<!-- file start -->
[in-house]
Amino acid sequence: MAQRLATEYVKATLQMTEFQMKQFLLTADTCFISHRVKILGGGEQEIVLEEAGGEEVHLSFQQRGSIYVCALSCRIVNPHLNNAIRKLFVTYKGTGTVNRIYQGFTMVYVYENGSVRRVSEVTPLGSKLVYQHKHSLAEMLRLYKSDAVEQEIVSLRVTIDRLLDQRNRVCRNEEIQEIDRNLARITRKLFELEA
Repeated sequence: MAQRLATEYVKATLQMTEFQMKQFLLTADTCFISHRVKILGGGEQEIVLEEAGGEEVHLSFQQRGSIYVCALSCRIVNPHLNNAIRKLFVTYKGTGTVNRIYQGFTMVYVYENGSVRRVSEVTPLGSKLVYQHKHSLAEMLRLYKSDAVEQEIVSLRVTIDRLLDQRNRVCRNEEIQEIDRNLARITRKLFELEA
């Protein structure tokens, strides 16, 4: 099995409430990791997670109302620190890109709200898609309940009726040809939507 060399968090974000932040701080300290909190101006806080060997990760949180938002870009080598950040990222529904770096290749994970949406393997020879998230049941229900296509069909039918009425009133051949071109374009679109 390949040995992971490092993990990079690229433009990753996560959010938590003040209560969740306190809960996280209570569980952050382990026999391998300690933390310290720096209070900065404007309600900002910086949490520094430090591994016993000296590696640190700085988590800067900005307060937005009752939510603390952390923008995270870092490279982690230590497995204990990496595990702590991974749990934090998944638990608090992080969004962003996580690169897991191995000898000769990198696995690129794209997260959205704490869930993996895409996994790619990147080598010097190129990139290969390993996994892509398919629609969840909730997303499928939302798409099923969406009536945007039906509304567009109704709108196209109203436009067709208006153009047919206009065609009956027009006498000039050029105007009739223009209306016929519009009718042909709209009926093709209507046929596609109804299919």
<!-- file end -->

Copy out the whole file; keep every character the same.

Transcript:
[in-house]
Amino acid sequence: MAQRLATEYVKATLQMTEFQMKQFLLTADTCFISHRVKILGGGEQEIVLEEAGGEEVHLSFQQRGSIYVCALSCRIVNPHLNNAIRKLFVTYKGTGTVNRIYQGFTMVYVYENGSVRRVSEVTPLGSKLVYQHKHSLAEMLRLYKSDAVEQEIVSLRVTIDRLLDQRNRVCRNEEIQEIDRNLARITRKLFELEA
Repeated sequence: MAQRLATEYVKATLQMTEFQMKQFLLTADTCFISHRVKILGGGEQEIVLEEAGGEEVHLSFQQRGSIYVCALSCRIVNPHLNNAIRKLFVTYKGTGTVNRIYQGFTMVYVYENGSVRRVSEVTPLGSKLVYQHKHSLAEMLRLYKSDAVEQEIVSLRVTIDRLLDQRNRVCRNEEIQEIDRNLARITRKLFELEA
């Protein structure tokens, strides 16, 4: 099995409430990791997670109302620190890109709200898609309940009726040809939507 060399968090974000932040701080300290909190101006806080060997990760949180938002870009080598950040990222529904770096290749994970949406393997020879998230049941229900296509069909039918009425009133051949071109374009679109 390949040995992971490092993990990079690229433009990753996560959010938590003040209560969740306190809960996280209570569980952050382990026999391998300690933390310290720096209070900065404007309600900002910086949490520094430090591994016993000296590696640190700085988590800067900005307060937005009752939510603390952390923008995270870092490279982690230590497995204990990496595990702590991974749990934090998944638990608090992080969004962003996580690169897991191995000898000769990198696995690129794209997260959205704490869930993996895409996994790619990147080598010097190129990139290969390993996994892509398919629609969840909730997303499928939302798409099923969406009536945007039906509304567009109704709108196209109203436009067709208006153009047919206009065609009956027009006498000039050029105007009739223009209306016929519009009718042909709209009926093709209507046929596609109804299919």